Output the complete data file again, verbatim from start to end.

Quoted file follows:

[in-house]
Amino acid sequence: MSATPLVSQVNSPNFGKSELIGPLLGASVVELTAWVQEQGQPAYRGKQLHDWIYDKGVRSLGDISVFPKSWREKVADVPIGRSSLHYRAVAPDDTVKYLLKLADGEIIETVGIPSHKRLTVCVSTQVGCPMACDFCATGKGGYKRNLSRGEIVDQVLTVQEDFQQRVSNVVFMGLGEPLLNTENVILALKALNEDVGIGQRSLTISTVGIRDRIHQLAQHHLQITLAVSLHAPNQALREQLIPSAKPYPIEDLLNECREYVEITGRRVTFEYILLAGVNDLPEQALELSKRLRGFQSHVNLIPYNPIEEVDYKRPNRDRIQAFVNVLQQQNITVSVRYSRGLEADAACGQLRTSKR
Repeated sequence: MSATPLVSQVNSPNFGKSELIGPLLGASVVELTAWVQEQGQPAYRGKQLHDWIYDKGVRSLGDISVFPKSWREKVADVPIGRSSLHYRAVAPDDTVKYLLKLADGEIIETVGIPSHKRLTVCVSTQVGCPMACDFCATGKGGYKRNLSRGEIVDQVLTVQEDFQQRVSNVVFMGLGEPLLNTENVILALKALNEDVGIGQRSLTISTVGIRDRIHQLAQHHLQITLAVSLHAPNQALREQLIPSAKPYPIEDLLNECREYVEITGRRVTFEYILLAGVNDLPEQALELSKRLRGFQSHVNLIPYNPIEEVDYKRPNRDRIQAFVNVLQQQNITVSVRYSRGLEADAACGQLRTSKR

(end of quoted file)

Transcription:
[in-house]
Amino acid sequence: MSATPLVSQVNSPNFGKSELIGPLLGASVVELTAWVQEQGQPAYRGKQLHDWIYDKGVRSLGDISVFPKSWREKVADVPIGRSSLHYRAVAPDDTVKYLLKLADGEIIETVGIPSHKRLTVCVSTQVGCPMACDFCATGKGGYKRNLSRGEIVDQVLTVQEDFQQRVSNVVFMGLGEPLLNTENVILALKALNEDVGIGQRSLTISTVGIRDRIHQLAQHHLQITLAVSLHAPNQALREQLIPSAKPYPIEDLLNECREYVEITGRRVTFEYILLAGVNDLPEQALELSKRLRGFQSHVNLIPYNPIEEVDYKRPNRDRIQAFVNVLQQQNITVSVRYSRGLEADAACGQLRTSKR
Repeated sequence: MSATPLVSQVNSPNFGKSELIGPLLGASVVELTAWVQEQGQPAYRGKQLHDWIYDKGVRSLGDISVFPKSWREKVADVPIGRSSLHYRAVAPDDTVKYLLKLADGEIIETVGIPSHKRLTVCVSTQVGCPMACDFCATGKGGYKRNLSRGEIVDQVLTVQEDFQQRVSNVVFMGLGEPLLNTENVILALKALNEDVGIGQRSLTISTVGIRDRIHQLAQHHLQITLAVSLHAPNQALREQLIPSAKPYPIEDLLNECREYVEITGRRVTFEYILLAGVNDLPEQALELSKRLRGFQSHVNLIPYNPIEEVDYKRPNRDRIQAFVNVLQQQNITVSVRYSRGLEADAACGQLRTSKR